“Testing promotes early detection and reduces the likelihood of an individual spreading the disease unknowingly,” said Dr. Regina Chinsio-Kwong, Orange County Deputy Health Officer.

Even for a modest gathering, Chin-Hong said he would prefer everyone to be tested beforehand.

“It just seems like I might get a better indicator of how infectious people are by doing a quick test, if I can get them,” Chin-Hong said.

It is important to take a quick test just before the start of the event. Getting a PCR test that requires sending a nasal swab or saliva sample to a lab, with results coming back in a day or two, will produce results that are too old to be useful. A person may not be infectious when the sample is taken, but may be infectious a day or two later when the event has started.

“If I had a group of 10 inside, and everyone was tested quickly and everyone was boosted, I would feel very comfortable, not even necessarily with a mask on,” Chin said. -Hong.

In this scenario, he said that even if a child under the age of 5 who was too young to be vaccinated was present, he would feel comfortable. But if there were multiple unvaccinated children from multiple households, “I would probably worry about that.”

If you’re hosting a gathering indoors, opening windows and getting HEPA air filters can further reduce the risk, experts say.

And if you’re unable to get rapid tests and decide to go ahead with a party, people can get tested three days after the event.

Reduced New Year’s events

The New Year’s Eve countdown celebration in downtown Los Angeles’ Grand Park moved to streaming only after park officials said it was too risky to gather in person. The event will be broadcast, with a countdown projected on the Town Hall.

A fireworks display is always scheduled for the Long Beach waterfront at midnight, and local merchants suggest people make reservations at downtown restaurants to see the show.

But San Francisco canceled its New Year’s Eve fireworks display along the Embarcadero. “By canceling the New Year’s Eve fireworks display, we are reducing everyone’s exposure to COVID-19 while ensuring the continuity of public safety operations across the city,” Mayor of London Breed said in a statement. a statement.

The Rose Parade, however, is set to return. “All the planning we have done has positioned us well to be able to host the Rose Parade in a safe and healthy manner,” said David Eads, Executive Director of the Tournament of Roses.

The Tournament of Roses requires the more than 6,000 parade participants, including floats, marching bands and riders, to provide proof of vaccination or a negative COVID-19 test within 72 hours of the event.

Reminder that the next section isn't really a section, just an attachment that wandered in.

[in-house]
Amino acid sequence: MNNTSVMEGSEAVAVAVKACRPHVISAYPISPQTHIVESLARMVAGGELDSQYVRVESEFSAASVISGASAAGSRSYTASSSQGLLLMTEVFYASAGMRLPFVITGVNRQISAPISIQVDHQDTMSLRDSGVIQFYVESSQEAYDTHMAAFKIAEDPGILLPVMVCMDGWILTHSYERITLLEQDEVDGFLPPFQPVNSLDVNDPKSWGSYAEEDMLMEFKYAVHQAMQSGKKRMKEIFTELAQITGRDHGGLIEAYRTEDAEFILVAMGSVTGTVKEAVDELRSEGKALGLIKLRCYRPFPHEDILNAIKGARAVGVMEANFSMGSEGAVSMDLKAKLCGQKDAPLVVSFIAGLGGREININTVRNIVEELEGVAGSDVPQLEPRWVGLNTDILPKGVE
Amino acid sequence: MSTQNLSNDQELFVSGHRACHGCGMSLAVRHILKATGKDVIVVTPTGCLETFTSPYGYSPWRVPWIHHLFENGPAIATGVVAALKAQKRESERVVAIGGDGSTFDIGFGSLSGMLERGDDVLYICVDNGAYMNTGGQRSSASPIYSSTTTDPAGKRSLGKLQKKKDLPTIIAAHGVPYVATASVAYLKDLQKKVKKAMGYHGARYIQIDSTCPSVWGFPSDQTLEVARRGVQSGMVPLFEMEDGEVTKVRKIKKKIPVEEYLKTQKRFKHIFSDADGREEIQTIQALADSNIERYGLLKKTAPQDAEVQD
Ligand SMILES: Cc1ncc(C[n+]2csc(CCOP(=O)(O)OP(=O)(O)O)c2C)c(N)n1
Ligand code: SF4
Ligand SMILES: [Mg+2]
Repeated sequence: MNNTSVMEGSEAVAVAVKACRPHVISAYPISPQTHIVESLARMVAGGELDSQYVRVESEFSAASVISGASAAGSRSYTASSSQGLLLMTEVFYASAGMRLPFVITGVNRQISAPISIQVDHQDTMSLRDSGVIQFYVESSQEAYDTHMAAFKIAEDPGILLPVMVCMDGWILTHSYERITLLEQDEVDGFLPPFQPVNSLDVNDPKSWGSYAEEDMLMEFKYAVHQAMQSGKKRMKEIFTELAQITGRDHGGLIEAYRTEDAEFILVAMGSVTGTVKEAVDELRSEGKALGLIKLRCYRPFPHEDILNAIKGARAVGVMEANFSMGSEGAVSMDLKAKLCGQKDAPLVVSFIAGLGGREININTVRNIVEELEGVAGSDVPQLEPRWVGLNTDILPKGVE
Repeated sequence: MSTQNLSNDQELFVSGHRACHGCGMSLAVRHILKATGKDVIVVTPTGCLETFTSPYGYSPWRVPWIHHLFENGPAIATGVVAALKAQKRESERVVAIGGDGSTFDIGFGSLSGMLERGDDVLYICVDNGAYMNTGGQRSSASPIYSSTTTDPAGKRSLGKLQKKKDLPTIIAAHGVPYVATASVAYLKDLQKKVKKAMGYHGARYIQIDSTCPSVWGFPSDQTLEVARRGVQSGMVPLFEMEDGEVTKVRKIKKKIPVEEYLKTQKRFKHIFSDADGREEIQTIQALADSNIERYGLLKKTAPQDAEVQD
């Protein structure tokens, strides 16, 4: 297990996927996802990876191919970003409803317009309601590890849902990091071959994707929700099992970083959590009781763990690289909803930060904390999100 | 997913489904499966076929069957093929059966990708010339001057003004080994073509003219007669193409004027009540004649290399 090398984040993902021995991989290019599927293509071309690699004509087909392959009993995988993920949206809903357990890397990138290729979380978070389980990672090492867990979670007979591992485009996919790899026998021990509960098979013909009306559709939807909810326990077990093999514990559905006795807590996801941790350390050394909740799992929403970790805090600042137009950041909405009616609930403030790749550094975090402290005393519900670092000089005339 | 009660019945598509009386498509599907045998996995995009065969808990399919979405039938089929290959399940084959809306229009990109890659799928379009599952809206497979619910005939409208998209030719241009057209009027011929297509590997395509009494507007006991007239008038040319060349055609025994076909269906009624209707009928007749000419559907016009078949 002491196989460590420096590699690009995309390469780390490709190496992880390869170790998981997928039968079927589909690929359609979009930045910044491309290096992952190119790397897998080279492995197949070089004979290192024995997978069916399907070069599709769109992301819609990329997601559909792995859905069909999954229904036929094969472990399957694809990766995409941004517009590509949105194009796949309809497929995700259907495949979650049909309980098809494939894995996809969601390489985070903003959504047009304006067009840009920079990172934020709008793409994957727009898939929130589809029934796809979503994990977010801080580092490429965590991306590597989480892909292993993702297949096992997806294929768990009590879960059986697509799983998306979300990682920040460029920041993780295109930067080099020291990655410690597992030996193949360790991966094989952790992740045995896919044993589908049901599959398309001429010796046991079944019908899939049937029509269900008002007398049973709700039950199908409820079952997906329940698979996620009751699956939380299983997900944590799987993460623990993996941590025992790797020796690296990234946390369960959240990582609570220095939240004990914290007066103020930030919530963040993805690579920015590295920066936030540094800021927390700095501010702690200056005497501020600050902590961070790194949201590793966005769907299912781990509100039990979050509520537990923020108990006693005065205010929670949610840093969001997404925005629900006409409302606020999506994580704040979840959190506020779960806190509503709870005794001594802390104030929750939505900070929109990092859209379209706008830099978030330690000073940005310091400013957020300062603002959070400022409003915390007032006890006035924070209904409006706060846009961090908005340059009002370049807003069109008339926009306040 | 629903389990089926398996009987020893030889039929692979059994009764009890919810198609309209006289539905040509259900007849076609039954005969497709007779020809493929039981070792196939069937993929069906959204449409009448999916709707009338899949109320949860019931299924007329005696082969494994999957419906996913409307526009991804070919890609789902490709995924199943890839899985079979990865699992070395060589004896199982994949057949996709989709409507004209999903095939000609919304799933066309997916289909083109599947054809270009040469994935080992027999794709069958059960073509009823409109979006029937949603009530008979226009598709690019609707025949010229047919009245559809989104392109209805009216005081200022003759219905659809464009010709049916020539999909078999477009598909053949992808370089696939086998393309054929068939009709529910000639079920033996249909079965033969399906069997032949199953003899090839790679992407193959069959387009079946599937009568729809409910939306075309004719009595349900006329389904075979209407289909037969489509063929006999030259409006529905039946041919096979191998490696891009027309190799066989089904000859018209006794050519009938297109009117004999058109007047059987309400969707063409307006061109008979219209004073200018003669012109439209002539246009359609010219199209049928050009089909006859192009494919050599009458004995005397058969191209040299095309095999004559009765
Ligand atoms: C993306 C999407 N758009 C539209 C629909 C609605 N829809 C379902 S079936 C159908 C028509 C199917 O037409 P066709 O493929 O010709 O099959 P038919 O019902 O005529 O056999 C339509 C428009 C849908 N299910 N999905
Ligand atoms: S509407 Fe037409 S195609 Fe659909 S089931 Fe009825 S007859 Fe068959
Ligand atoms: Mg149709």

As of Monday, just over 90% had provided proof of vaccination, Eads said.

Parade spectators aged 12 and over in paid areas, such as the stands, will also be required to provide proof of vaccination or a negative test within 72 hours. Ticket holders aged 18 and over will be required to provide photo ID, and all attendees aged 2 and over in these areas will be required to wear a mask.

Along the rest of the 5.5-mile route, where people can just walk and watch, vaccinations and negative test results will not be checked.

Flights, holidays and congresses

Kim-Farley suggested people rethink vacations, like a getaway to Hawaii, given the amount of coronavirus circulating. Although transmission is probably not particularly likely during the flight itself, there is a risk during other parts of the journey.

“If you’ve done essential travel that you consider important, yes. But if you have something that isn’t essential, it might be wise to wait a month or two because we’ll see that peak and we’ll see it. back down,” Kim-Farley said.

People who test positive at, say, a resort in Hawaii would have isolated themselves there, potentially extending their stay.

As for conventions, organizers can make them safer, by spacing out attendees, requiring mask-wearing and proof of vaccinations, and improving ventilation, as was done at a recent meeting of health experts public in Colorado. Organizers can also make virtual attendance an option.

“That doesn’t mean that [the meeting is] totally safe, and people are going to have to make those decisions,” Kim-Farley said.


Skiing and snowboarding are quite safe; these are outdoor activities and many participants wear masks.

The risk is going to crowded indoor spaces, such as lodges or restaurants, to eat. It would be safer to take food and eat outside, Kim-Farley said.

Times writers Hayley Smith, Hailey Branson-Potts, Jonah Valdez, Anumita Kaur, Lila Seidman and Hugo Martín contributed to this report.